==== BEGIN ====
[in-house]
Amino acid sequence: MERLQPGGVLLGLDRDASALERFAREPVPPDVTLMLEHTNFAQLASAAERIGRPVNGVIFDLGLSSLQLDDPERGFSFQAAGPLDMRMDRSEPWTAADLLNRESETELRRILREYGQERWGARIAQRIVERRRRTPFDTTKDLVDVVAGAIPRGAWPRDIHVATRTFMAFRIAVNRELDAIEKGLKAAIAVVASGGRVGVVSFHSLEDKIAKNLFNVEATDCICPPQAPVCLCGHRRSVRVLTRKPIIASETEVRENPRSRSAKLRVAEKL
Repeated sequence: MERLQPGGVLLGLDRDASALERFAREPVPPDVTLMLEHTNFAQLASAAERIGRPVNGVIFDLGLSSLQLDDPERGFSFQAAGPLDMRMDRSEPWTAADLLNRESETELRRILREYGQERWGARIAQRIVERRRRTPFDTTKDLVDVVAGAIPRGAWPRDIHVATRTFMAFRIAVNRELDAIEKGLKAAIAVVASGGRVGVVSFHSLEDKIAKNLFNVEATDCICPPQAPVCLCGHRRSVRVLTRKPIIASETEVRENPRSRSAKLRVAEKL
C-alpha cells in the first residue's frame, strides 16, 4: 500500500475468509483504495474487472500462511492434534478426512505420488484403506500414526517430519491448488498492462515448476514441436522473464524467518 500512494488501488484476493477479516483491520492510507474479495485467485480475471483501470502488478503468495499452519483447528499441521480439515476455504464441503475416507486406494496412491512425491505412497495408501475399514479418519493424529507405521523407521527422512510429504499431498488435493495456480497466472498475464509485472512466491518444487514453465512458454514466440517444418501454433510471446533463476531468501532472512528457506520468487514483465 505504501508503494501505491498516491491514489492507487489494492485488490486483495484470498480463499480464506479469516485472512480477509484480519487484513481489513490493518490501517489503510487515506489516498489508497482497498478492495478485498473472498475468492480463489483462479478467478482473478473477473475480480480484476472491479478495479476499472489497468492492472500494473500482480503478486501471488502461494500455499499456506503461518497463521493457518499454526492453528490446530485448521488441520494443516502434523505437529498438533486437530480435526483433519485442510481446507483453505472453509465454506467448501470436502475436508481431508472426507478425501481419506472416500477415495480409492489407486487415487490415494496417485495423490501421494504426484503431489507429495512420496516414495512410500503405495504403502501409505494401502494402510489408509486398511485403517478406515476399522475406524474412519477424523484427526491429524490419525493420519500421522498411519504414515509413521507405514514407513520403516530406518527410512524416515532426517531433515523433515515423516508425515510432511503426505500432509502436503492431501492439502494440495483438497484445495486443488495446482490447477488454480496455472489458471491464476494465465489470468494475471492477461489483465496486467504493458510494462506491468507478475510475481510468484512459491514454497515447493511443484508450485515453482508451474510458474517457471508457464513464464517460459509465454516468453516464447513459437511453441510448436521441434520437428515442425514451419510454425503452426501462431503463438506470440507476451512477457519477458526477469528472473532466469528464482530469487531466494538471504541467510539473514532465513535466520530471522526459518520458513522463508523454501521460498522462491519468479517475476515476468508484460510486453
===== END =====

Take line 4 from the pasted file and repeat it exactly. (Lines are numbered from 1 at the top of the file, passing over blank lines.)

C-alpha cells in the first residue's frame, strides 16, 4: 500500500475468509483504495474487472500462511492434534478426512505420488484403506500414526517430519491448488498492462515448476514441436522473464524467518 500512494488501488484476493477479516483491520492510507474479495485467485480475471483501470502488478503468495499452519483447528499441521480439515476455504464441503475416507486406494496412491512425491505412497495408501475399514479418519493424529507405521523407521527422512510429504499431498488435493495456480497466472498475464509485472512466491518444487514453465512458454514466440517444418501454433510471446533463476531468501532472512528457506520468487514483465 505504501508503494501505491498516491491514489492507487489494492485488490486483495484470498480463499480464506479469516485472512480477509484480519487484513481489513490493518490501517489503510487515506489516498489508497482497498478492495478485498473472498475468492480463489483462479478467478482473478473477473475480480480484476472491479478495479476499472489497468492492472500494473500482480503478486501471488502461494500455499499456506503461518497463521493457518499454526492453528490446530485448521488441520494443516502434523505437529498438533486437530480435526483433519485442510481446507483453505472453509465454506467448501470436502475436508481431508472426507478425501481419506472416500477415495480409492489407486487415487490415494496417485495423490501421494504426484503431489507429495512420496516414495512410500503405495504403502501409505494401502494402510489408509486398511485403517478406515476399522475406524474412519477424523484427526491429524490419525493420519500421522498411519504414515509413521507405514514407513520403516530406518527410512524416515532426517531433515523433515515423516508425515510432511503426505500432509502436503492431501492439502494440495483438497484445495486443488495446482490447477488454480496455472489458471491464476494465465489470468494475471492477461489483465496486467504493458510494462506491468507478475510475481510468484512459491514454497515447493511443484508450485515453482508451474510458474517457471508457464513464464517460459509465454516468453516464447513459437511453441510448436521441434520437428515442425514451419510454425503452426501462431503463438506470440507476451512477457519477458526477469528472473532466469528464482530469487531466494538471504541467510539473514532465513535466520530471522526459518520458513522463508523454501521460498522462491519468479517475476515476468508484460510486453